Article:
Fuegos interior

The dining room at Fuegos is divided into different sections, giving each area a more intimate feel. Apricot-colored cloth napkins inserted into the water glasses make for an elegant look.

M.P. KING, STATE JOURNAL

Fuegos, I initially thought, needed to pick an identity. Was it a Latin steakhouse? A vegan restaurant? A tapas place? Trying to be all three wasn’t wise. At least that was my impression going in.

But what I found after a recent visit is that Fuegos is one of the best brunch spots in town. Best in terms of food, atmosphere and service.

The meal started off comically when we were each handed two giant menus with Spanish titles: a brunch menu, a vegan menu, and two smaller sheets with the restaurant’s specialty cocktail and beer lists.

We passed on the $12 bottomless mimosas, and stuck to coffee, which was from Colectivo and brewed strong and rich. When the bill came, we were surprised to find it was only $2 for a bottomless cup.

Everyone in my party was also struck by how good our food was.

Migas ($10) here was served in the form of a round frittata with corn tortillas incorporated into the scrambled-egg cake, instead of like a scramble served with tortillas to stuff it in. Inside was a winning combination of Mexican Chihuahua cheese, roasted peppers and chorizo. It was topped with more cheese and wonderful, homemade pico de gallo.

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Fuegos migas

Migas, a brunch menu item at Fuegos, features eggs, tortillas, Chihuahua cheese, roasted peppers, chorizo and pico de gallo.

My friend’s tortilla Espanola ($10), described as a baked omelet of potatoes, onions, spinach, chorizo and queso manchego, a Spanish sheep’s-milk cheese, looked nearly identical to the migas and tasted very similar. Both were nicely seasoned.

Another companion ordered pancake con platano y nuez ($9), which had fried bananas, whipped cream, rum pecan syrup and strawberries. It looked and tasted incredible, the cakes light and fluffy. She was delighted, and found it hard not to polish off the whole stack.

All three of our dishes were listed under the “griddle and pan” section. The brunch menu also includes a wide variety of tapas, soups, salads, burgers and steaks. Alligator chorizo is featured in both a tapas and a burger.

The 11-year-old at our table just asked for two fried eggs ($4) over medium and was pleased with the outcome. When the subject of Fuegos came up days later, she called her meal “amazing,” explaining the eggs were made “exactly the way I wanted without me having to tell them. They were sunny side up, without being runny and gross.”

We also ordered tostones ($8) for the table from the vegan menu, and were served large chunks of fried plantains with a stunning mango sauce that had garlic, cilantro, horseradish and “Vegenaise” — a vegan, eggless mayonnaise the restaurant orders through the nearby Willy Street Co-op.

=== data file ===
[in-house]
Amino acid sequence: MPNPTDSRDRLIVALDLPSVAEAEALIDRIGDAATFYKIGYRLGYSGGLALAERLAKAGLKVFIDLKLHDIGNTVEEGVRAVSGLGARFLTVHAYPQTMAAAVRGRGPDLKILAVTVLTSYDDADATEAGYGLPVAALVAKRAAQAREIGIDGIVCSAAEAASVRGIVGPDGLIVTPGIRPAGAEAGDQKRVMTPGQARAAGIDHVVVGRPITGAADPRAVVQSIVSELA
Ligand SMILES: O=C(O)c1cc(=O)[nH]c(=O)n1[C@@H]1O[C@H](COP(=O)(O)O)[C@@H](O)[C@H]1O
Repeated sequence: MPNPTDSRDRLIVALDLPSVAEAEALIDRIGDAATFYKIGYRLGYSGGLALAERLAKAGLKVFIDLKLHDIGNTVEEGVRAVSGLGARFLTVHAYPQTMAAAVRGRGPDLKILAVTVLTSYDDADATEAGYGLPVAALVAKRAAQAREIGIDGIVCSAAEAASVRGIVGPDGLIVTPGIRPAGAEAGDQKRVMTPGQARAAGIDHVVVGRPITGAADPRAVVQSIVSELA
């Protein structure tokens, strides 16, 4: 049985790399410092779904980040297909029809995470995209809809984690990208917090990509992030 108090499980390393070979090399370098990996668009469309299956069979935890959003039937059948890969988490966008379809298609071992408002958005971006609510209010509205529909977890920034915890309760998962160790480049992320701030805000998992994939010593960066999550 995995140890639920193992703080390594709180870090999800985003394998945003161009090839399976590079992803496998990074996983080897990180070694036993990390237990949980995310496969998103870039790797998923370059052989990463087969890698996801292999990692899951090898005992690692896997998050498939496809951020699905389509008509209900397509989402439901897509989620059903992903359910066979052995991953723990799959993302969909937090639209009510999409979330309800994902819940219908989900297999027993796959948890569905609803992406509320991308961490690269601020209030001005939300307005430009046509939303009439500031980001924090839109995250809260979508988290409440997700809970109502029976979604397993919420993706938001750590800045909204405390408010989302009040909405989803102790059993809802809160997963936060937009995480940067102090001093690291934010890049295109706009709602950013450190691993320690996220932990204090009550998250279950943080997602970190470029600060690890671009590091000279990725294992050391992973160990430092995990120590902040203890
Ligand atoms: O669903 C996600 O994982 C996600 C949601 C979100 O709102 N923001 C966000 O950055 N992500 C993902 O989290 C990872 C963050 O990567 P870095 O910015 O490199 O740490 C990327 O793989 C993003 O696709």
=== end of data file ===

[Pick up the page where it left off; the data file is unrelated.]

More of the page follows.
For dessert, our waiter brought over a plate with four options. From it, we chose the dos chocolate cake ($5), which had two round layers, one chocolate and one white chocolate, with whipped cream in between and chocolate sauce on the plate. Everyone liked it because it was not overly sweet or rich.

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Fuegos exterior

Oscar Villarreal, who helped open Fuegos, said the restaurant was designed, in part, to help his family heal after a pair of tragedies in 2013 and 2014.

Not only was the food impressive, but the room is well-appointed with banquettes that have wood accents and cheerful pillows between them, plus comfortable leather chairs. The restaurant is divided into different sections, which makes each area more intimate.

The way Fuegos stuffs apricot-colored cloth napkins into the water glasses at each place setting gives it an elegant feel.

Make sure to visit the washrooms, where the blue glass sinks in both the ladies and men’s rooms with their mother-of-pearl-like sheen have become a conversation piece.

When we showed up at 10:30 on a Saturday, one of my friends assumed the restaurant was closed before we went in, because the tables were empty. By noon, when we left, there were a few other parties eating. It made for a calm, peaceful morning, but had me concerned for the owners.

Fuegos defines itself in many ways, but really needs to also promote itself as a brunch place. “Eldorado’s going to have some competition once the word gets out,” one of my friends said, referencing our usual brunch spot, two blocks up Williamson Street.

Oscar Villarreal, who helped open Fuegos — which means fire or flames — in late April with family members and is its executive chef, did his restaurant training at Disney World in Orlando, Florida.

Earlier this year, Villarreal told me one of the reasons he was opening Fuegos was to help his family heal after a pair of tragedies in 2013 and 2014, when he lost two of his sons. One was killed during an altercation with a police officer. The other died in a car crash.

Fuegos with its excellent food, impeccable service and beautiful space, honors both men. What a tribute.

Read restaurant news at go.madison.com/restaurantnews

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Wisconsin State Journal food writer Samara Kalk Derby brings you the latest news on the Madison area's eclectic restaurant scene.